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The Admission Dilemma (Confusion)

The admission season is here and you as a university final year student have the privilege of answering a lot of questions, asked by curious admission seekers.

This other day I happened to be in one of Delhi University colleges for some urgent work. As I walked in I bumped into a girl who was with her dad for the very obvious reason. I saw them looking curiously onto the Cut Off list and then walking into one of the rooms for admission. As I walked out, the same father daughter duo was waiting outside the gate, confused.

As I waited for a ride, the girl’s daughter approached me and asked if I was a student with the University, to which I nodded calmly. He then asked me one of the most irritating question one can come up during the admission season, “My daughter has X amount of percentage, which course should I consider for her?”

Well yes, I understand the admission anxiety and the value of opinions at this point of time. But I fail to understand the degree of confusion inside a father’s heart about which course his daughter would take such that he considered even consulting a stranger for the same.

The situation I am countering via this entire build up of the instance is about the lack of concrete choice amongst the students when it comes to admission. And what further worsens the situation is the amount of interference parents make with respect to admission related matters.

A very common mentality that prevails amongst most of us; and by us I meant students as well as parents, is that our first objective is getting into the University and getting a good college. In the other of preference, we often put subject or course as a third preference. 

Yes, this is the age old debate of course versus college which I am talking about.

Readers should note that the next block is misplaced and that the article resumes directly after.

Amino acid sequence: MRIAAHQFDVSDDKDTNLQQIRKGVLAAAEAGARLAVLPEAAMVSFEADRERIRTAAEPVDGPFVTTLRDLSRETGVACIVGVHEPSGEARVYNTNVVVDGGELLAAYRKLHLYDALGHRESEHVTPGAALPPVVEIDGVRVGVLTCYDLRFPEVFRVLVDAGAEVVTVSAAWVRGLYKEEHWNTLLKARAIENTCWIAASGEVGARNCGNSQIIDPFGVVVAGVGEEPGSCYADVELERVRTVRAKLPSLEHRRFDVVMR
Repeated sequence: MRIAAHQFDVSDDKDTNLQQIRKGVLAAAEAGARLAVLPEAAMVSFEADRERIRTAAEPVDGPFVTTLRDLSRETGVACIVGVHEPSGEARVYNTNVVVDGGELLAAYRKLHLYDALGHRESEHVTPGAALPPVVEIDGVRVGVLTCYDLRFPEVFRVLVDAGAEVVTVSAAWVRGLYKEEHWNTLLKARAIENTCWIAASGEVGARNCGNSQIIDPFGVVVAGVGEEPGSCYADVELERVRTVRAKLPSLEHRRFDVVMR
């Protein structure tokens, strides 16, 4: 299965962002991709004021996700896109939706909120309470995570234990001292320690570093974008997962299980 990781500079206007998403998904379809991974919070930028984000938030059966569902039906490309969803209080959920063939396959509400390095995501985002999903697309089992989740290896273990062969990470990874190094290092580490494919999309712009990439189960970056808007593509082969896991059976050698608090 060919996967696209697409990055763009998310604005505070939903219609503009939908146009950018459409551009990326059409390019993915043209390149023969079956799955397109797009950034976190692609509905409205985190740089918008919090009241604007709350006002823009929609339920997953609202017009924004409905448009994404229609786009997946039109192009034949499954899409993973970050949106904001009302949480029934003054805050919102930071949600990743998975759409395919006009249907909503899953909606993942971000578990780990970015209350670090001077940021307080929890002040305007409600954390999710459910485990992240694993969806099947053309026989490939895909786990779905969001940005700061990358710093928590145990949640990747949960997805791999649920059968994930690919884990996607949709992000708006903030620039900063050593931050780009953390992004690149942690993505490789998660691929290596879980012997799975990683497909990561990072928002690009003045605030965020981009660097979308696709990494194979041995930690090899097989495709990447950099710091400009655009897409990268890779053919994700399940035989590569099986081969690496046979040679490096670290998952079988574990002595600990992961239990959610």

My friend got a call from one of his neighbors asking what all courses are available in DU so that her daughter can at least secure a seat in so called ‘India’s best University’. 

But how often do we care out course satisfaction? How often do parents consider the satisfaction of students over prestige of studying in a top college in a top course? A guess a fraction does, but there exists a plethora of crowd that still compromises on the aspiration of their child in the name of a better future and success? 

As someone from the middle class Indian society I understand the concern of parents in terms of future and money and aspirations. But we often fail to underline is the degree of risk having a scarred career if the student fails to cope up the demands of the subject.

A lot has already been written on how parents influence their kid’s choice when it comes to career. But very little is talked about the confusion that prevails amongst the students when we talk about their choice.

Last year while talking to a new student, I asked her about why she took up a course like Journalism Honours. Her reply was probably the most unimaginative ever, or maybe considering the generation today this might be pretty common. But to my horror she replied, “It just sounded fancy”. Now tell me, how can we solely blame parents?

It’s a little sad to write that very few students actually research for their interest when it comes to college and depend more on other’s opinion when it comes to colleges they want. Since I can quote examples related to only my field of interest, here is another instance.

A guy approached me with dire interest in doing under graduation in Journalism from the university. But his condition was like he wanted a course only in Travel Journalism and hence asked me which college in DU offers the same. Now for someone who understands the concept a beat, it will be far easier for him/her to figure out where this guy was wrong.

These are still very technical confusions. There were instances where guys came up to someone asking if he could get admission into Miranda House or LSR since they are often listed amongst the top. Now aren’t these the very basic of things to consider.

The whole intention of writing this piece was to send out a message that at least you be sure of what you want to do. There is a set of preference about what you want to peruse. It’s to consider opinions but not good to live on them. It’s not fair to comment upon one’s personal choice, but considering the degree of competition, I suppose its noble to be a little concrete when it comes to booking a seat which might just be a dream for someone. 

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  • Saturday, July 05, 2014
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